Disney Cruise Line and Its Ports of Call LIVE! Guidebook

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Making the Most of Mazatlan, Mexico

Making the Most of Mazatlan, Mexico

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GETTING TO MAZATLAN

The Disney Wonder docks in Mazatlán’s commercial cargo port south of downtown. No tendering should be necessary. You can expect to go ashore around 8:00 am. A “complimentary and compulsory” shuttle takes you to a more tourist-friendly port area, offering shops and bars. Other than this, there’s not much around. Taxis are plentiful and reasonably priced—look for the green and white (or red and white) vehicles known as “eco-taxis.” Taxi fare is about $10 to $12 for a trip to the Golden Zone. Or you can get a Pulmonia ride (an open-air taxi that looks a bit like a golf cart) for roughly the same price. Buses are also available for about $7/family. There’s an English-speaking Visitor Information Center available upon arrival for transportation questions, too. All ashore time is 8:00 am. All aboard time is 4:45 pm.

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GETTING AROUND MAZATLAN

Mazatlán has four prime tourist areas. Old Mazatlán, the city center (Centro), is near the southern end of a peninsula. Its colonial charm is quaint and it’s a good spot for some casual exploratory walking. Zona Dorada (the Golden Zone) is a 10-mile stretch of sandy beaches—it’s the tourist heart of the city, populated with shops, restaurants, and hotels. Isla de la Piedra (Stone Island) is east of the Mazatlán peninsula and a short boat ride away—you’re most likely to visit it as part of an excursion. And finally, Isla de Venados (Deer Island) is a natural reserve protecting the native flora and fauna—again, you’re most likely to visit this island as part of an excursion.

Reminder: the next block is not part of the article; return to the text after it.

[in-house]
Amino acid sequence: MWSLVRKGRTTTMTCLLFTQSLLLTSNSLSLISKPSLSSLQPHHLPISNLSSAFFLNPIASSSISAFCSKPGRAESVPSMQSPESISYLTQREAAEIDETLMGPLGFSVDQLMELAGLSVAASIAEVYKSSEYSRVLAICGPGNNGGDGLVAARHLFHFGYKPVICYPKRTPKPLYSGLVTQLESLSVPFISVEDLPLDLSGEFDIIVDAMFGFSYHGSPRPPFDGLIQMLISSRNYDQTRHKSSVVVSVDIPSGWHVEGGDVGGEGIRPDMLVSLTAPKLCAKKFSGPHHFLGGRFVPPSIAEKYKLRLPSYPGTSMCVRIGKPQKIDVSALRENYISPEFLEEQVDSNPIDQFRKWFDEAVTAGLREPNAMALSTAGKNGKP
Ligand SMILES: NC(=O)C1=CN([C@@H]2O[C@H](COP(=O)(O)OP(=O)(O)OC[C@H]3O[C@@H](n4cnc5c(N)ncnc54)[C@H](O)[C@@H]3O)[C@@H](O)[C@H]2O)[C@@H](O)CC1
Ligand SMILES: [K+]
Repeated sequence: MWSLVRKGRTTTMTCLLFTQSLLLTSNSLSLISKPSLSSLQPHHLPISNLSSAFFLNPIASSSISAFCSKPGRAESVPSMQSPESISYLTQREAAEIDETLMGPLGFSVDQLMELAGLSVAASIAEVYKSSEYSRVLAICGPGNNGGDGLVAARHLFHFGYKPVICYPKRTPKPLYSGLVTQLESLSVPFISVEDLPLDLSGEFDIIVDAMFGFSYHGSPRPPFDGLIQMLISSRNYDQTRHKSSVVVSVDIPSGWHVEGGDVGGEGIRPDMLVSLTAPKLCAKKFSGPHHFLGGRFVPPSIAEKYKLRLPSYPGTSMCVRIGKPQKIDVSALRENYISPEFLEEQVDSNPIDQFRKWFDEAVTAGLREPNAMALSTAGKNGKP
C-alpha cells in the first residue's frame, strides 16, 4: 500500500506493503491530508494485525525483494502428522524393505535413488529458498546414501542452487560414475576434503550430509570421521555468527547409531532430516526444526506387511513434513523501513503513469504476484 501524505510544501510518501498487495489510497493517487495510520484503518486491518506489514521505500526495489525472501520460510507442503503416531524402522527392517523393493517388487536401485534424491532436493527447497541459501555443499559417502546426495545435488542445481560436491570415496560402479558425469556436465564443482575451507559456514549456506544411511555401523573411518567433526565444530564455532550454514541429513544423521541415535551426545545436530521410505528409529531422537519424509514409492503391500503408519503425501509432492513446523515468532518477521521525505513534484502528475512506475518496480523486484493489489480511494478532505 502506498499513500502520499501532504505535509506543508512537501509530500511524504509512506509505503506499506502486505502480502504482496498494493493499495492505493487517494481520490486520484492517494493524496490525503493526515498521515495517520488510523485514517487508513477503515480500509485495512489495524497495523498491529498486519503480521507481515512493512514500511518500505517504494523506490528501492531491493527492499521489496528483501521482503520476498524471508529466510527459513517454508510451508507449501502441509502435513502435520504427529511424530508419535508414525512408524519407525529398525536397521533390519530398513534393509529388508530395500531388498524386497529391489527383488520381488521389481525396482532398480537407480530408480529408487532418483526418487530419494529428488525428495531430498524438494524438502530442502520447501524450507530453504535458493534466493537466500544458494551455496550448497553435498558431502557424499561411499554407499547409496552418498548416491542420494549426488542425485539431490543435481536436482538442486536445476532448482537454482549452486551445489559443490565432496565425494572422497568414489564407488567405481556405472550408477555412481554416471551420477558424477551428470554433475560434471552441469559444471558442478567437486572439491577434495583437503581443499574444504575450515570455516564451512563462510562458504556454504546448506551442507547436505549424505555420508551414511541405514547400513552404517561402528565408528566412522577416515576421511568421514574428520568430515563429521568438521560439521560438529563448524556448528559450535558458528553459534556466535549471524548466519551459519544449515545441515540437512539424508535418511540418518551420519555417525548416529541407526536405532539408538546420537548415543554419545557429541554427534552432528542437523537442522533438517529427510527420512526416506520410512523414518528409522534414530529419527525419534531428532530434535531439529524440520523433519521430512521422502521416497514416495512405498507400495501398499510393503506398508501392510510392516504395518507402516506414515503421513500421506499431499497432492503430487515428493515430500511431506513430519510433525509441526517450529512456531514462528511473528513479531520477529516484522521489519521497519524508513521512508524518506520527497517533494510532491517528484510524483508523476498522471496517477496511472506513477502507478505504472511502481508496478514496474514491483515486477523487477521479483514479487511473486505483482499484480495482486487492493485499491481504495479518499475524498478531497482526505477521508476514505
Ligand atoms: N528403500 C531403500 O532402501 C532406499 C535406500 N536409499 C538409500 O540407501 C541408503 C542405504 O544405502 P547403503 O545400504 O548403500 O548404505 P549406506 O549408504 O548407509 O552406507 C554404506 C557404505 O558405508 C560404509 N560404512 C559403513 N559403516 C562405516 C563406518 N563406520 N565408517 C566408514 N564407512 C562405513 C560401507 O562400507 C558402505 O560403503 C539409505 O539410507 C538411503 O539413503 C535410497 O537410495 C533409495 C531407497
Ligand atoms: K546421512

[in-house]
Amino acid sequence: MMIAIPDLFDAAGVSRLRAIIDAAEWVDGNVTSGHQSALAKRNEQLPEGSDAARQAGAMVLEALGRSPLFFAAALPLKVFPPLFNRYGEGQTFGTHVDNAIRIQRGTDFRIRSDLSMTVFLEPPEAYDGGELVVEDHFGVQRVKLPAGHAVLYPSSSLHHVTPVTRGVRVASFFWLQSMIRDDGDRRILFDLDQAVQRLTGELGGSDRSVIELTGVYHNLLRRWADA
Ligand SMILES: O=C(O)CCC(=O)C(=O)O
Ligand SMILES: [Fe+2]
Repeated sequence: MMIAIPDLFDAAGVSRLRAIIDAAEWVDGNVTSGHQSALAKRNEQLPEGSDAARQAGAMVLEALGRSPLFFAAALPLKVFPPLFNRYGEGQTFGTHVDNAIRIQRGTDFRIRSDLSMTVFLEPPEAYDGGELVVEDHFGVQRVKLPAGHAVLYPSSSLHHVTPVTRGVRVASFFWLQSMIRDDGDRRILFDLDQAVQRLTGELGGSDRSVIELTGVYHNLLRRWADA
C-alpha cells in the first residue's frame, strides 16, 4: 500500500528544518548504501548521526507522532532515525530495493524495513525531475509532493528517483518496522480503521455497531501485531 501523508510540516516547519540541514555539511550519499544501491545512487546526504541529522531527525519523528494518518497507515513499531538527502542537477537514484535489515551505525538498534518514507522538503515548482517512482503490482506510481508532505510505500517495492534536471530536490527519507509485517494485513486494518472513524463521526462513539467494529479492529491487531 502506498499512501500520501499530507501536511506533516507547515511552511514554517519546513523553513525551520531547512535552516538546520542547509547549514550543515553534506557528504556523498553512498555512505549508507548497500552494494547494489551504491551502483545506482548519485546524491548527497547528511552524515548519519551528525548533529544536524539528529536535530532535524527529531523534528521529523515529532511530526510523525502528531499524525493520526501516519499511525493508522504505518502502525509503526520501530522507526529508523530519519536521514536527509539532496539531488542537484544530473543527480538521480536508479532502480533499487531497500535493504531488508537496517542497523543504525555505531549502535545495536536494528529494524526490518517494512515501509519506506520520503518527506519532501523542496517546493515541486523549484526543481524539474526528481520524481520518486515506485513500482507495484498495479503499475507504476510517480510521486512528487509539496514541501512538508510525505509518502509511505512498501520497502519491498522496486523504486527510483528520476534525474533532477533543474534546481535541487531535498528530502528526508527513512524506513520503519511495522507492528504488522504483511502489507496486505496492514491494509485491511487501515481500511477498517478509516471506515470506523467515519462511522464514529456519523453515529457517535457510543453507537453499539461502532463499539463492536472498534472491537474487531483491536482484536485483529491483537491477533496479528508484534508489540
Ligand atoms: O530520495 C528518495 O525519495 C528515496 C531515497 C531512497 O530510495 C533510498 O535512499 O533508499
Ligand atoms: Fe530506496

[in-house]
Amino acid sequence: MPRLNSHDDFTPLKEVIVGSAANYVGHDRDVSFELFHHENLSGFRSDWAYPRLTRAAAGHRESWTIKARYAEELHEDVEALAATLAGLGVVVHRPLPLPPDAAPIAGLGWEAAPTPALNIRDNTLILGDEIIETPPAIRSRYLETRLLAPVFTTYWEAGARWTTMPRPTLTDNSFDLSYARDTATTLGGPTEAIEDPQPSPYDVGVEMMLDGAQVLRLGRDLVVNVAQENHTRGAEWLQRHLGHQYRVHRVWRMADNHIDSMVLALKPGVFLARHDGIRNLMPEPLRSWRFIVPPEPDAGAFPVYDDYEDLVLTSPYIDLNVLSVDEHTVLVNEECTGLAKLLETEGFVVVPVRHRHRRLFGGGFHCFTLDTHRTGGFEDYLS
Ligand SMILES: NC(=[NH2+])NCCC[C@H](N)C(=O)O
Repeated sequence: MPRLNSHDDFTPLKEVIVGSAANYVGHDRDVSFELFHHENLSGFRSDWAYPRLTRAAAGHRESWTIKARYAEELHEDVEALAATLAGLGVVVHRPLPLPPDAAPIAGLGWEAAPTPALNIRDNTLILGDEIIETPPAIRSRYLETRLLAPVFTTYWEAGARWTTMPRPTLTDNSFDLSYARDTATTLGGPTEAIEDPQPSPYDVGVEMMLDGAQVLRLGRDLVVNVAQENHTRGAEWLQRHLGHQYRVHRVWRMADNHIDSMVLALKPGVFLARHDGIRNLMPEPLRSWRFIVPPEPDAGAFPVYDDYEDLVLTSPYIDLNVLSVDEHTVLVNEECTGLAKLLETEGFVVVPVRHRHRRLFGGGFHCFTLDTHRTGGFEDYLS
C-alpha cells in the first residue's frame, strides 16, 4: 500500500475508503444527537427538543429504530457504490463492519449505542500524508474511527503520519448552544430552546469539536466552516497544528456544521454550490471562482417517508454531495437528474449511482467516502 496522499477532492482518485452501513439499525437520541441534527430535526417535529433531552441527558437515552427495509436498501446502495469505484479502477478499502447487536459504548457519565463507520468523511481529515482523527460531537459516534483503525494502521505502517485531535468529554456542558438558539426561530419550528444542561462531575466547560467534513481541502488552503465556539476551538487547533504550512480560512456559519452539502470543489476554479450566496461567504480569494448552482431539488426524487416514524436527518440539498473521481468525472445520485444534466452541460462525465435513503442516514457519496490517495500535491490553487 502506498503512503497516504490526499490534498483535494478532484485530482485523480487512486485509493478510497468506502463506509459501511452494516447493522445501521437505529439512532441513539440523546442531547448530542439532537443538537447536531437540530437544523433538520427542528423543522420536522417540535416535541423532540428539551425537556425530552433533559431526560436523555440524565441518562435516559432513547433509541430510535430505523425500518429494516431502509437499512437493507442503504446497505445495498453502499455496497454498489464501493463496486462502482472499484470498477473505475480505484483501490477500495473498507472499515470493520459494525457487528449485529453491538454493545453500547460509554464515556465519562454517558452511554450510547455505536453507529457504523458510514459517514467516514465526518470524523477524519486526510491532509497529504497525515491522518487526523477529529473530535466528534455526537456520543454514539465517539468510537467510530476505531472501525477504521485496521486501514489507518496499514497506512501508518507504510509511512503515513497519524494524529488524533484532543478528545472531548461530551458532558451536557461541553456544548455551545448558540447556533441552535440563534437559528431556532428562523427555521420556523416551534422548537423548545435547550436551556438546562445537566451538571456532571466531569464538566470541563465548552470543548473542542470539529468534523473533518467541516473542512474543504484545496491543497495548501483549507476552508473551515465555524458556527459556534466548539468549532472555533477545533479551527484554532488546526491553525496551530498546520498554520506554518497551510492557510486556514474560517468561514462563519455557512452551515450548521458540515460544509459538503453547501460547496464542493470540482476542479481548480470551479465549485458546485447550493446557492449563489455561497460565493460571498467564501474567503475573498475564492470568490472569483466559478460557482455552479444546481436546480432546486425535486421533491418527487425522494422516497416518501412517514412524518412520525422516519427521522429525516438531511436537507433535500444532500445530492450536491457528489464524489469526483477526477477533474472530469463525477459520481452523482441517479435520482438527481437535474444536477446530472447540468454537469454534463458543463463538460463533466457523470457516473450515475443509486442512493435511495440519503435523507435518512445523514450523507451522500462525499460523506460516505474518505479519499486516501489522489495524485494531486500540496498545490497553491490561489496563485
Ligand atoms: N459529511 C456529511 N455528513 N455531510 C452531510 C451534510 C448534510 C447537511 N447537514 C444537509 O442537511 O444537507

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STAYING SAFE IN MAZATLAN

El Centro in Old Mazatlán and the Golden Zone are generally safe for tourists who take common sense precautions. Avoid the local tap water—opt for bottled water instead. While the water has improved much over the years, it’s best not to take the chance here. Few beaches have lifeguards, so be careful and don’t swim when you see red flags. We strongly suggest that you rent diving equipment only from outfits that require you to have a certification card—others may not be sufficiently safety-conscious. Like most Mexican destinations, there is no shortage of peddlers. Usually a simple “no” does the trick, but if not, it’s best to ignore them outright. Mazatlan is a very large city, with a population approaching a quarter of a million. Use your normal “big city smarts” when going about town. Oh, and if you and tequila don’t go well together, let us forewarn you that virtually every mixed drink is made with tequila.

In August 2017, the U.S. Department of State issued a travel warning for this region of Mexico: One of Mexico’s most powerful criminal organizations is based in the state of Sinaloa, and violent crime rates remain high in many parts of the state. Defer non-essential travel to the state of Sinaloa, except the cities of Mazatlan, Los Mochis, and the Port of Topolobampo. Travel in Mazatlan should be limited to Zona Dorada, the historic town center, as well as direct routes to and from these locations and the airport. Travel in Los Mochis and Topolobampo is restricted to the city and the port, as well as direct routes to/from these locations and the airport.

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Top Photo Slice: Mazatlan Cathedral (℗ 53503) Photo contributed by © Creative Commons



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